4 min read.Updated: 18 Oct 2020, 08:14 PM ISTShirish Sankhe,Anu Madgavkar
If adequately set up for success by policy action, these sectors could be pivotal in driving India’s growth over the next decade
New-age services such as e-commerce and digital communications dominate conversations about the next curve of growth these days. While these sectors hold great promise and need to maintain their growth momentum, McKinsey Global Institute’s latest report, India’s Turning Point, shows that high economic growth over the next decade would need the traditional sectors of construction and manufacturing to play a leading role.
India needs to create 90 million non-farm jobs over the next decade, requiring an average annual gross domestic product (GDP) growth of 8.0–8.5% over 2023 to 2030, or about double the rate of 2019-20. While this seems like a tall order, failure to achieve this growth momentum might mean a decade of missed opportunity.
Our analyses show that of the 90 million non-farm jobs needed, 24 million could come from construction alone—16 million from real estate and 8 million from infrastructure. Manufacturing, meanwhile, could generate one-fifth of the incremental annual GDP (about $750 billion) and close to 11 million new non-farm jobs by 2030.
To generate its share of employment, the construction sector needs to grow at about 8.5%, nearly double its 4.4% growth rate over financial years 2012-13 to 2018-19. India could take two major actions to trigger this growth.
First, spend about 8% of GDP on infrastructure annually for the next 10 years. Of this, the government share of the spending could be 6% of GDP, more than the 4% of GDP spent in the last few years.
Second, build 25 million affordable homes over the decade. For this, a set of focused real estate reforms are required. The measures adopted by the country could include generously increasing incentives for home ownership and creating rental stock. At the central level, substantially raising tax deductions limits on mortgages and rental incomes, as well as introducing tax incentives for investments in rental housing stock could be considered. The US, which offers tax deductible interest of up to $750,000 on mortgage loans and an effective low-income housing tax credit incentive, could serve as a good guiding example. State-level measures could include rationalizing stamp duties and registration fees (like Maharashtra has done), introducing regulatory amendments in rent-control policies, launching digitally-enabled, single-window clearances to reduce time delays in affordable housing construction, and bringing the goods and services tax on modern construction methods (like pre-fabrication) in line with in-situ buildings. The blueprints of these policies could be designed over the next three to six months, and implemented soon after.
Additionally, India has a high land-price-to- average-income ratio; in terms of per square- metre price to per-capita GDP, it is about 6.0 in Mumbai and 3.8 in Bengaluru versus 0.5 in Bangkok and 0.2 in Beijing. To narrow this gap, India could do two things. First, release 20 to 25% of underused but buildable public-sector land. About 400,000 hectares of land-holding is with defence, railways and port trusts alone. Second, reform zoning regulations in the top 300 cities by population. Indian cities have an average floor space index of 1.0–1.3, much lower than that of comparable cities elsewhere. This would, of course, need to be accompanied by infrastructure planning.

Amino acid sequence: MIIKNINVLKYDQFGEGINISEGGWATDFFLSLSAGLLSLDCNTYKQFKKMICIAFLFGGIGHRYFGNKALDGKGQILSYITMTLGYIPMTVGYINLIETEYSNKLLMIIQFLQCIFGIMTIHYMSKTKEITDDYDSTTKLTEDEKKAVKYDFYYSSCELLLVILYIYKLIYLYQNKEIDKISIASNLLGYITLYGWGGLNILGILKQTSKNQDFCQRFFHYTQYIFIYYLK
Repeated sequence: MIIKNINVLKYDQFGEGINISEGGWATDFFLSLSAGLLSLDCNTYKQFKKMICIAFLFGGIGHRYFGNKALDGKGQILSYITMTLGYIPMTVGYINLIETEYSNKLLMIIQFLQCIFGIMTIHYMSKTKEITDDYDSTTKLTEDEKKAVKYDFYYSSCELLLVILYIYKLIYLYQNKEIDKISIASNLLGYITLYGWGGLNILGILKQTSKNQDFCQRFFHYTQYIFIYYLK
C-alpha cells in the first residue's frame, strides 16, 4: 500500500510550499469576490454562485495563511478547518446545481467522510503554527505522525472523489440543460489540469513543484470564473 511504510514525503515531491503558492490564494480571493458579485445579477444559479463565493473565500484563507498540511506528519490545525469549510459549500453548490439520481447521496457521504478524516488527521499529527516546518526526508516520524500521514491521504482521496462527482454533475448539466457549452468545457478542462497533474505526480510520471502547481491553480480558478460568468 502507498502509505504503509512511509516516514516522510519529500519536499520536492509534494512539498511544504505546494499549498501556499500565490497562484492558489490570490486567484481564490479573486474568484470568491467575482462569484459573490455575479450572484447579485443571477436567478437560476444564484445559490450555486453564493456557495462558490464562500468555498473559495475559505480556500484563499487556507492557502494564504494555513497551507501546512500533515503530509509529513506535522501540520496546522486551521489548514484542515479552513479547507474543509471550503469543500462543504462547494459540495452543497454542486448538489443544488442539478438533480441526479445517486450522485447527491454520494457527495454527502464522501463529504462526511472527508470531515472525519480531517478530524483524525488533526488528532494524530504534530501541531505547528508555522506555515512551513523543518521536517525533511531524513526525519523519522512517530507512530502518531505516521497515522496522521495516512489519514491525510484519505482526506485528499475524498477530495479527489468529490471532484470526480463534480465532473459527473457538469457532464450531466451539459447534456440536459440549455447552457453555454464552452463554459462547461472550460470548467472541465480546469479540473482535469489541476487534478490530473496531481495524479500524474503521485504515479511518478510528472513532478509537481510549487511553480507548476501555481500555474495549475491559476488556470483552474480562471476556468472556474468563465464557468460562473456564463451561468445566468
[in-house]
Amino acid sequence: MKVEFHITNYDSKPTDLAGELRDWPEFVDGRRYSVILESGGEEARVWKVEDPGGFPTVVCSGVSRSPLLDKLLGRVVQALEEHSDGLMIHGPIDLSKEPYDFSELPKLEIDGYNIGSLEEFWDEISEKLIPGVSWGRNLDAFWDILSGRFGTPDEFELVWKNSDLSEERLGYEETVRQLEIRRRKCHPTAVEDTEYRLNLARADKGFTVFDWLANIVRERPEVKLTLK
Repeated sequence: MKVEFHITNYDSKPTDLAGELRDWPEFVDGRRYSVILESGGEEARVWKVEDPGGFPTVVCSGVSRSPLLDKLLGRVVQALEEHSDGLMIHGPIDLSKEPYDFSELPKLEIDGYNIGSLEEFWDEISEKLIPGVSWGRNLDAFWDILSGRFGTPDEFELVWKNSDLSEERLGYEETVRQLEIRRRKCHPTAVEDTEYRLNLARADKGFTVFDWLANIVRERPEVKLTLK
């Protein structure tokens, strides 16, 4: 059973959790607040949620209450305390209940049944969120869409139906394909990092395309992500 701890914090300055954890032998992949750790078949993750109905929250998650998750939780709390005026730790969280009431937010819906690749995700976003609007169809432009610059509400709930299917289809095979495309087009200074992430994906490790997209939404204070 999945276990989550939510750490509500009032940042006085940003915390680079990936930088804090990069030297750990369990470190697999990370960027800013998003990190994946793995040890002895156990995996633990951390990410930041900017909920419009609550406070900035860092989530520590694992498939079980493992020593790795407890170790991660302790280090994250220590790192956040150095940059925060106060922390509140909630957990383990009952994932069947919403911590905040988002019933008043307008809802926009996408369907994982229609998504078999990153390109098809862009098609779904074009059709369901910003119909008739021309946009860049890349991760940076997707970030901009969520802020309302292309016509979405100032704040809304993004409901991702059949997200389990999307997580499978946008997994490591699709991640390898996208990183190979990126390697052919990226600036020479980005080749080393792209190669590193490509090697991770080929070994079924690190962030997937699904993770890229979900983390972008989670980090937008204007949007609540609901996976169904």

Manufacturing has also been a powerful engine of growth for most high-performing emerging economies, such as China, where manufacturing GDP grew by 13% annually over 2000 to 2010, and Bangladesh and Vietnam, where it rose by over 10% over 2010 to 2019, while employment was created at a 4–5% rate.
Manufacturing in India could capitalize on trends such as shifting global supply chains and the burgeoning use of digital and automation. A set of sub-sectors—electronics and capital goods, chemicals, food processing, pharmaceuticals and medical devices, among others—could generate $500 billion of economic value by 2030. The electronics sector’s imports alone stand at $125 billion currently, and it needs to replicate the success of the automotive sector.
To turbocharge manufacturing, India could introduce targeted, time-bound and conditional incentives—like the production-linked incentives announced in April 2020 for domestic handset manufacturing—to reduce the cost disadvantage that Indian manufacturers face while competing with companies from China and Vietnam, among other countries.
Indian states could also create powerful demonstration effects by establishing port-proximate manufacturing clusters that contain free-trade warehousing zones. They could provide land at lower costs, plug-and-play infrastructure, and common utilities, apart from expedited approvals.
India also needs to consider reducing its factor costs of power and logistics. Inefficiencies in power distribution and cross-subsidies have made India the only country in a peer set of 20 countries with industrial power tariffs higher than residential tariffs. India’s logistics costs are also high, at 13–14% of GDP, and its modal mix is skewed towards high-cost road transport. Both these costs could be reduced 20–25% by enabling franchised and privatized distribution company (or “discom") models, reducing cross-subsidy surcharges, and establishing multi-modal freight ecosystems.
If adequately set up for success, manufacturing and construction could be pivotal in driving India’s growth over the next decade. Considering that the consequences of inaction on this front could possibly be prolonged stagnation, India is at a critical turning point. It is time for the country to go back to the basics, and bring manufacturing and construction centre stage.
Shirish Sankhe and Anu Madgavkar are, respectively, senior partner at McKinsey & Co., and partner at McKinsey Global Institute